Refractory Models and Dies

Following disinfection, the impression is forwarded to the dental laboratory for fabrication of refractory models. Care must be exercised to ensure the production of an accurate, void-free model. In the selection of gypsum materials for die fabrication, it is important to remember that dental stones exhibit a range of linear expansion of approximately 0.04% to 0.3% after setting.2 Such a degree of variation in expansion--which occurs in all dimensions--may result in significant model distortion, even with the use of an extremely accurate impression material.3

Triple pouring the definitive impression is recommended in multiabutment cases. The first pour is utilized as the working master model, the second pour serves as a spare master model, and the third pour is kept unsectioned as a solid model on which metal frameworks can be assembled and interproximal contacts adjusted (Figure 3).

Each individual die must be inspected and trimmed under magnification. It is recommended that the restorative dentist perform this task in complex cases. Comparing the finish lines on the dies against the definitive impression may be of aid during this process. Once identified, the finish lines should be marked with pencil and the dies trimmed short of them so that a portion of the intact tooth surface remains on the die. This aids the technician in establishing proper emergence profiles during fabrication of the restorations (Figure 4).

Discussion

Application of these principles significantly increases the predictability of fixed prosthodontic impression procedures. The ability to consistently obtain accurate impressions during the first attempt possesses obvious practical value for patient and clinician. These advantages are compounded when dealing with more extensive and technically demanding cases.

The previously detailed guidelines may be modified as necessary to address the specific requirements of the prescribed restorations. A second retraction cord, for example, may not be necessary where supragingival or slightly subgingival finish lines are indicated (eg, nonaesthetic areas, all-ceramic margins) (Figures 5-6-7-8).4 Although it is obviously more difficult to capture margins placed more subgingivally, restorative dentists are frequently confronted with situations that require further extension into the sulcus (eg, short clinical crowns or subgingival caries and restorations).4,5 The former does not, however, preclude the need for surgical crown lengthening when indicated. Alternatively, extensive reconstructions and periodontal prosthetic patients that require splinting with a metal-ceramic framework and metal margins demand more subgingival placement in aesthetically sensitive regions (Figures 9-10-11-12). These cases invariably benefit from the application of the double-cord impression technique.4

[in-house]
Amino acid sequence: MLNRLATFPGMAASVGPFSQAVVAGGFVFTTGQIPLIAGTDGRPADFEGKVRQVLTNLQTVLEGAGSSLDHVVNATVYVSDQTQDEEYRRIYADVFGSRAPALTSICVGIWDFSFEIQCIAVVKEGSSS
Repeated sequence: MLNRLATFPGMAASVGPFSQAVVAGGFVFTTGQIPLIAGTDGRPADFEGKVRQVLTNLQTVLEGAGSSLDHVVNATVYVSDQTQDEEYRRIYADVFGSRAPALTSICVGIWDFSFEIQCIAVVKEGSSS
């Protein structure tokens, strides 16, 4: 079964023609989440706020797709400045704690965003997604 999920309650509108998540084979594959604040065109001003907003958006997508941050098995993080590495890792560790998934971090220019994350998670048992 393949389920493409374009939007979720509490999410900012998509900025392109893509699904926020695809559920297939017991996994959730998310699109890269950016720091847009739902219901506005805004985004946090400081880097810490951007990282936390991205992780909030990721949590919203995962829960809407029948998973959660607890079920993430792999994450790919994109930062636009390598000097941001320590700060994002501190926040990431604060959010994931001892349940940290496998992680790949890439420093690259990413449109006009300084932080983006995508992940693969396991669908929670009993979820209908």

Since proper cord placement should not impinge upon or tear the connective tissue attachment, minimal or no bleeding will be elicited, provided that adequate soft tissue health is present.6 The hemostatic agent utilized with this technique generally controls bleeding except for instances that exhibit severe gingival inflammation. In situations where compromised tissue health must be accepted due to existing systemic conditions or physical handicaps, judicious use of a radiosurgical, electrosurgical, or laser unit may be incorporated as an adjunct to the achievement of hemostasis.7,8 The former may also be utilized when cord retraction is rendered ineffective due to the presence of redundant gingival tissue, a scenario frequently encountered around malpositioned teeth, following adult orthodontic treatment, or as a result of drug-induced gingival hyperplasia.